On June 29 the renowned Nigerian concert series once again hits Lagos. Its organizer, German-Nigerian musician Ade Bantu, sees Afropolitan Vibes as a venue for political criticism and a way to promote young musicians.
It's been around 10 years since renowned German-Nigerian musician Ade Bantu returned to Lagos, a metropolis of some 20 million people that is Nigeria and Africa's biggest city.
He had spent the previous 20 years living in Germany, where he co-founded the Afro-German hip-hop collective Brothers Keepers. In 2001, the group's anti-racism song "Adriano (Last Warning)" made it to number one on the German charts.
In Nigeria, the 46-year-old musician is now known as the leader of his 13-member band Bantu, as a juror on a music show and as the organizer of the Afropolitan Vibes Festival, which takes place every three months.
An important part of Bantu's motivation for Afropolitan Vibes is letting it be a event for free speech
"My goal was to revive the culture of live music in Nigeria. Nightlife had basically disappeared after many years of military dictatorship and curfews," Bantu explained, when asked what motivated him to start the project five years ago.
Then, the performances took place in a tiny venue with fewer than 100 audience members. Now, Bantu said, some 2,000 to 3,000 people visit each open-air event. Afropolitan Vibes has become an important hot spot in Lagos' vibrant music scene.
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Promoting young talent
Bantu doesn't just want to offer opportunities to his own band or established bands, like the pop group Styl-Plus or the singer-saxophone player Orlando Julius. His main objective is to promote young African talent. With his "Urban Sessions," which take place in the afternoon before the major show starts, he has created a platform where these young musicians can try out their music and exchange views during panel talks and workshops.
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The Afropolitan Vibes Festival presents a broad mix of music, including hip-hop and electronic, but the main focus is on afrobeat. The genre, a mix of jazz, funk, West-African highlife and Yoruba music, was created in Nigeria in the 1970s, in large part by legendary Nigerian musician Fela Kuti, who died of AIDS in the 1990s and is considered one of Africa's most legendary musical stars.
Duty to criticize
Music, and especially afrobeat, has always been a vehicle for Nigerians to denounce conflicts and bad management. Ade Bantu similarly sees his Afropolitan Vibes as more than just entertainment: "Onstage, I can comment on daily politics. I can criticize the government without being arrested. That's a very important aspect of Afropolitan Vibes."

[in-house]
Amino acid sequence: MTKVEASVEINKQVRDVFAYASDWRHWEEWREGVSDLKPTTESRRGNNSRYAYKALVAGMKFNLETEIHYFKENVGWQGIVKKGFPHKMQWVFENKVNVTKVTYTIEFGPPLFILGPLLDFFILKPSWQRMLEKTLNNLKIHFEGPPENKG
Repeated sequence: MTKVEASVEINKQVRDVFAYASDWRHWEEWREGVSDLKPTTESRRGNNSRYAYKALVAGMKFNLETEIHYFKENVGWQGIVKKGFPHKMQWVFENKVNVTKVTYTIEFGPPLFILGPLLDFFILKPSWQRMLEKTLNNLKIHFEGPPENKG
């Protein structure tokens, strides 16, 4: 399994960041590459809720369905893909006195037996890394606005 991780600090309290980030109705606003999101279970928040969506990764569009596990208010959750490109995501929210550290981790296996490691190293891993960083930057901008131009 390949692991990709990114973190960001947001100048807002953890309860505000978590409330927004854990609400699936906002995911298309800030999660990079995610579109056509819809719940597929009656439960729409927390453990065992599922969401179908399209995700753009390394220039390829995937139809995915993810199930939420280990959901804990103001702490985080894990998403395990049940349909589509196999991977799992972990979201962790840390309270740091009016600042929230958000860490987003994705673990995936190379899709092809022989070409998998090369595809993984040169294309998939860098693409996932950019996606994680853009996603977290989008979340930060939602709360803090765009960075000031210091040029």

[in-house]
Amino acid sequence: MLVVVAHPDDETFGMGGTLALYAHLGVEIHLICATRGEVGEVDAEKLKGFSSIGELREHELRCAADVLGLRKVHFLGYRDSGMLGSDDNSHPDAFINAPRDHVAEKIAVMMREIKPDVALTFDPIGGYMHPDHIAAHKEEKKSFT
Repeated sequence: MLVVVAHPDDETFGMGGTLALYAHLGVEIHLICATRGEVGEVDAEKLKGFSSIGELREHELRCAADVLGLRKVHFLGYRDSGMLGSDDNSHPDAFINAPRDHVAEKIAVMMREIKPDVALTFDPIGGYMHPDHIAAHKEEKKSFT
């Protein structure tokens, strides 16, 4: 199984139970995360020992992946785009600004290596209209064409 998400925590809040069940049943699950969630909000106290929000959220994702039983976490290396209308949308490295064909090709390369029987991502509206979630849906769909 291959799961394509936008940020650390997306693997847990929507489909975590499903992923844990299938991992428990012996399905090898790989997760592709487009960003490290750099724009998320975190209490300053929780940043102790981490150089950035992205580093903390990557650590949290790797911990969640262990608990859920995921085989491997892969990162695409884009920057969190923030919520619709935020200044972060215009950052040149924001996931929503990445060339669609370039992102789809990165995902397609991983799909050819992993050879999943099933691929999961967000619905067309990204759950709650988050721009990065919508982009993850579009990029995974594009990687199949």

Whereas normal citizens often don't dare to critically voice their grievances, artists have not only the privilege of being able to do so, but also the responsibility, says Bantu. "I can't go onstage and say, 'Hey, get out of your chairs! Everything is fine in Lagos!' No, we must let the politicians know that we are looking in their direction. There will be elections next year, and we don't have a real alternative party or a real opposition. They're all bribable."
Another important aspect for Bantu is that it's not just wealthy people who can afford a festival ticket. "At concerts in Nigeria, the rich tend to sit in the first rows. They drink and eat while looking rather bored. At Afropolitan Vibes, we don't follow that ranking order. A ticket costs the equivalent of just €2.5 ($3) — and that's affordable also for students and workers."
The 'other' Nigeria: Urban, dynamic, modern
At a time when corruption, poverty and terrorism are causing many Nigerians to leave their home country, Bantu has opted for the opposite. After spending numerous years in Germany, during which he also made appearances on DW's English Radio Service, the son of a German mother and a Nigerian father returned to the West African country. Here, he says, he feels like he can actually help change things while being a part of social revolution.
In contrast, he felt increasingly bored in Germany, especially by the role he had to play there. "I was fed up of always defining myself in terms of racism and by always having to explain to people what's going on in Africa."
People who only think of starving children whenever Africa is mentioned have missed out on important developments, Bantu says. "It is precisely because African governments often fail that people take their fate into their own hands. They have so much energy and so many visions. So many things are happening here, and for Europeans, it's worth taking a closer look at Africa."
At the same time, Bantu considers it a privilege to have lived in various countries with varying cultures. "With Afropolitan Vibes, we are trying to create Pan-African awareness about music and culture. Ultimately, it's all about African unity. And that's where Europe is an inspiration for me. I've experienced what it means to pay in euros [across Europe] and to travel without passport controls."